Once upon a time I went to Westport House. I know this not from any particular memory but because there is a photograph from that day and it was a holiday that was later much spoken about. My mother wore a scarf on her head and a long skirt. I was one of three little girls, content in a world that did not extend very far beyond our family unit at that happy time.
The real event of the holiday was the death of Elvis Presley.
The sad news sparked an impromptu sing song in the hotel where we were staying. I remember the children being left to their own devices that night as the adults all descended on the bar to sing song after emotional song.
The other drama of the holiday was an afternoon at the beach when we became stranded by the incoming tide. We had had a picnic on some sort of grassy hillock and to get back to the car my father had to carry the two eldest children on his shoulders through the surging sea. My mother saved the baby and the picnic basket.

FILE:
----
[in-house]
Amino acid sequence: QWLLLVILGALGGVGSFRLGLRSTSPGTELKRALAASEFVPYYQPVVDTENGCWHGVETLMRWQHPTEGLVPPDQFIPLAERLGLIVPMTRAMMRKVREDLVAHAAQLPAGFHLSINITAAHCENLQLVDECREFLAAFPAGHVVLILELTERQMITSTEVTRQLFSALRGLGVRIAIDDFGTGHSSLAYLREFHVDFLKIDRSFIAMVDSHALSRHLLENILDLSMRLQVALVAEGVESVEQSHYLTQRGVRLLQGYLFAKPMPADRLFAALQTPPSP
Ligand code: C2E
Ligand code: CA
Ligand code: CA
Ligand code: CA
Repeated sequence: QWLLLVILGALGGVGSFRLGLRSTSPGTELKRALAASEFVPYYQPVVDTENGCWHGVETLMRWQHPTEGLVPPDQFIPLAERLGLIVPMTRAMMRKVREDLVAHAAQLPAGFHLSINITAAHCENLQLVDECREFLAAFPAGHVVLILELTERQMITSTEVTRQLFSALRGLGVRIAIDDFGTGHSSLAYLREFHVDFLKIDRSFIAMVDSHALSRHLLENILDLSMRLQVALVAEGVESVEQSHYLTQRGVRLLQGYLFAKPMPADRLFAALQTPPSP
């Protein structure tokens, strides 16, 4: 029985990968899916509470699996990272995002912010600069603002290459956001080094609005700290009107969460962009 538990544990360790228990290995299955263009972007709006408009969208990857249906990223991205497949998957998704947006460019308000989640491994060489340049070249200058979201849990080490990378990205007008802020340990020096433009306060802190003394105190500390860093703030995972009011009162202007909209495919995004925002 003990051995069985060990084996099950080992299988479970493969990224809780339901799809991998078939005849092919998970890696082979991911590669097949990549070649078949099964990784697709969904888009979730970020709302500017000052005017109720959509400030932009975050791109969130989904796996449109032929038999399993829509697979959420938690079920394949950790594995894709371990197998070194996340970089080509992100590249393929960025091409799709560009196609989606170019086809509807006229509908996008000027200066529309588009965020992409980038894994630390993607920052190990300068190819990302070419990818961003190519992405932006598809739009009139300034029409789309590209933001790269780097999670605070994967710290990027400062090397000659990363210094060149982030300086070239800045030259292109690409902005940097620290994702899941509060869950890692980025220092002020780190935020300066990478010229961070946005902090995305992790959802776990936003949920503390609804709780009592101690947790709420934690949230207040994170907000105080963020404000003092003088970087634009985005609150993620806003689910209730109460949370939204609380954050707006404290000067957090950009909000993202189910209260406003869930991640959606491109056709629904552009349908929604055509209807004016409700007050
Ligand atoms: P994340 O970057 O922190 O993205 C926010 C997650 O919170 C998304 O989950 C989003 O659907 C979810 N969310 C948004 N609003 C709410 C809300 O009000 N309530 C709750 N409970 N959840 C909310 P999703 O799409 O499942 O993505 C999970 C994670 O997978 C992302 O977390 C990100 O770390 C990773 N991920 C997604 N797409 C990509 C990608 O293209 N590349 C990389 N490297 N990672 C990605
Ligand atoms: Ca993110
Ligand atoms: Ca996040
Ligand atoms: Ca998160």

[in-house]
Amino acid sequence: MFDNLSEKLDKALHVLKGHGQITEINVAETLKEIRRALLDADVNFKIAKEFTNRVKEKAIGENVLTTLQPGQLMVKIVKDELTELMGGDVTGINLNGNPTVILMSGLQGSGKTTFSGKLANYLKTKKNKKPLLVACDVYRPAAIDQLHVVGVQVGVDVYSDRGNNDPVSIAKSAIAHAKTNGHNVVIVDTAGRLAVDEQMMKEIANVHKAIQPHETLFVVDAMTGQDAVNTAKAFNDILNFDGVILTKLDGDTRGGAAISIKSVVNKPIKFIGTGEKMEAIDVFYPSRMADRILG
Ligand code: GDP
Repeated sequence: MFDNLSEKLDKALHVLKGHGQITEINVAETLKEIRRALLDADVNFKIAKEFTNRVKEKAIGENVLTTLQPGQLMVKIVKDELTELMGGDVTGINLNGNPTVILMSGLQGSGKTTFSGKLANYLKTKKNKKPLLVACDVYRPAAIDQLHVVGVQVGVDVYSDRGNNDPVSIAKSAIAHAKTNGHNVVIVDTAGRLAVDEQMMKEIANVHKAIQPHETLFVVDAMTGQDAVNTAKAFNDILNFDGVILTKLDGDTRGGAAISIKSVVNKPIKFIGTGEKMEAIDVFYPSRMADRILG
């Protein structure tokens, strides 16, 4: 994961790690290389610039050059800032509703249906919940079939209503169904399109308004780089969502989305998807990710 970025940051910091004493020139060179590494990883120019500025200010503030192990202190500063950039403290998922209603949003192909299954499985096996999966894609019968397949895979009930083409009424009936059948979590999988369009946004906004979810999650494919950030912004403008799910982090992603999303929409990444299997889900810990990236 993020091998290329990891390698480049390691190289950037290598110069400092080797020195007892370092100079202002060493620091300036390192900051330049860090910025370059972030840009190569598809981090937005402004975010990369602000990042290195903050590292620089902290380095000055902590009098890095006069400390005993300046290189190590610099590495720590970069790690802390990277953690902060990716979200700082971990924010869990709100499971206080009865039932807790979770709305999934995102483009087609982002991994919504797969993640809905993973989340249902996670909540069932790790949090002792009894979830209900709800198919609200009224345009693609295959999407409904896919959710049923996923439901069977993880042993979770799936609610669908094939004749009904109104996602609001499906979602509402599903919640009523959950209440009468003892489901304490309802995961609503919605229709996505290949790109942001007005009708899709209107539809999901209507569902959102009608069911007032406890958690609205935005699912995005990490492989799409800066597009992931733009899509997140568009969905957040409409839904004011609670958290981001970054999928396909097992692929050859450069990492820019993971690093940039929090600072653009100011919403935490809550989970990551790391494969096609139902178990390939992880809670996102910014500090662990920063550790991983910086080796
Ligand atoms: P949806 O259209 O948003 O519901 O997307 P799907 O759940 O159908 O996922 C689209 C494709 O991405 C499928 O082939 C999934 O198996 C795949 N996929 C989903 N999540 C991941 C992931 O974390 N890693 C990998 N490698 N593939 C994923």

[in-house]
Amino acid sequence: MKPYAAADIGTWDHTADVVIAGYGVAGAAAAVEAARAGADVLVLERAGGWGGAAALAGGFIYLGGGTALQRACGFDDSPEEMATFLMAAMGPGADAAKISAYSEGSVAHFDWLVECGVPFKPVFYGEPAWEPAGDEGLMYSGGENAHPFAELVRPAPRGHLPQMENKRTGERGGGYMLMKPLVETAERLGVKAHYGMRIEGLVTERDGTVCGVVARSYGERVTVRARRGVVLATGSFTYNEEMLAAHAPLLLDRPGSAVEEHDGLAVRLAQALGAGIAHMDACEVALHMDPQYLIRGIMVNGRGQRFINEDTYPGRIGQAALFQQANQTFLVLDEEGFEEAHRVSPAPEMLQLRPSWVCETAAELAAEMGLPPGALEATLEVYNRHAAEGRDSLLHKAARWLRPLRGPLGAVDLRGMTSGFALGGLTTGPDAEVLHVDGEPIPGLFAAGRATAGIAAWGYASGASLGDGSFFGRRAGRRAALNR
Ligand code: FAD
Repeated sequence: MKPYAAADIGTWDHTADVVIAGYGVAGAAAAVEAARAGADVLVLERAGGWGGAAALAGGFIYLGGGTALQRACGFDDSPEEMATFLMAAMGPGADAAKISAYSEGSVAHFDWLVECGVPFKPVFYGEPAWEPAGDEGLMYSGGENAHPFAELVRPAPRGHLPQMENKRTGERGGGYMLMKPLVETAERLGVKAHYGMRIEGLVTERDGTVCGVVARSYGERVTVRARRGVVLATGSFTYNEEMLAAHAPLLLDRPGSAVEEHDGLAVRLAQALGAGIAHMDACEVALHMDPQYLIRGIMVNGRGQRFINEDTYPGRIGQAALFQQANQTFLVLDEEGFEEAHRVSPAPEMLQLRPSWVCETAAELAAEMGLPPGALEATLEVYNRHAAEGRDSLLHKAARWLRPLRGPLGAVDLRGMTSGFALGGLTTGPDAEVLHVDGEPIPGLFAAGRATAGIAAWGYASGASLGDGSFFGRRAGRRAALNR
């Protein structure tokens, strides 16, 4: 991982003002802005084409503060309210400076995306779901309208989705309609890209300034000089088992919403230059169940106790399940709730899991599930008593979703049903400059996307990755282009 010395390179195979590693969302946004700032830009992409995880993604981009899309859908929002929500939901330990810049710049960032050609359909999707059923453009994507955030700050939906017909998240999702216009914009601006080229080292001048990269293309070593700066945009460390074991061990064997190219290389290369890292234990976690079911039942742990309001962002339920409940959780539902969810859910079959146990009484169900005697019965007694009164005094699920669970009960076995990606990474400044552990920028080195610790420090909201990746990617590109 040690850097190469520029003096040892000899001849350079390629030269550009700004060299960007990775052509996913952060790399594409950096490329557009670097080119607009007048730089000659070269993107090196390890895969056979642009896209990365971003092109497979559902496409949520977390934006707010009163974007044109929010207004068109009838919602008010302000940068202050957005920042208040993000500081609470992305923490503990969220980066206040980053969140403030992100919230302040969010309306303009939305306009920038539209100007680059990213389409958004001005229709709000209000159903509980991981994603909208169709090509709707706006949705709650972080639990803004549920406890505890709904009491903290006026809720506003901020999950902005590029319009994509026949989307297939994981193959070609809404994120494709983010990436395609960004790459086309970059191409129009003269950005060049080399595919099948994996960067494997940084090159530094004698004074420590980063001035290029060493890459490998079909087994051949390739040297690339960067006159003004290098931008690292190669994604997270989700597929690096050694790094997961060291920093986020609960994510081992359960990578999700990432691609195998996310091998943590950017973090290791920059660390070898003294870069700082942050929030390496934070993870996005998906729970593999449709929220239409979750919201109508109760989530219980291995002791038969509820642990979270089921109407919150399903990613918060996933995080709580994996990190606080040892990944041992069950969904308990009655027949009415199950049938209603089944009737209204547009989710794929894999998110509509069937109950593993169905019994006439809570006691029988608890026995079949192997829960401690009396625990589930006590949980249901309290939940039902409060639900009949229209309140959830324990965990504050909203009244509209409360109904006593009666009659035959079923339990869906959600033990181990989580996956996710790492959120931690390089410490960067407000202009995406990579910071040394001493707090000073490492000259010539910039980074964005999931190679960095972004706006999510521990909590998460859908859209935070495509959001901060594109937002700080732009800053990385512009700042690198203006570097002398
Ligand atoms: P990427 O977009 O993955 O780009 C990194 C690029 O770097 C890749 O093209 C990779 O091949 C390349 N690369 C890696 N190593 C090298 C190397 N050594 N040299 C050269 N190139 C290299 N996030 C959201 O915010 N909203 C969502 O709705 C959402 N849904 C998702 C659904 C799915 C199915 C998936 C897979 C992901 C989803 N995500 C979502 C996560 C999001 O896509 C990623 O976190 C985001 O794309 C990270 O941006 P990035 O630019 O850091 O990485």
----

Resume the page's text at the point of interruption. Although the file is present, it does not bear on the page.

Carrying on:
That little rescue scene is one of my happiest childhood memories. It comes from a time when our parents could protect us from anything and we liked nothing more than just being together.
By chance, or perhaps by some subconscious design, this week I found myself in Westport House again, thirty six years since the last visit. Our three little girls are now very close in age to the three little girls of 1977. And yes, we took a photograph on the steps of the house.
The stately home of the Marquess and Marchioness of Sligo now has a Pirate’s Park in the grounds, amusement rides and a mini train. But the house is as beautiful as ever and the sun obliged by coming out just before we left for this picture.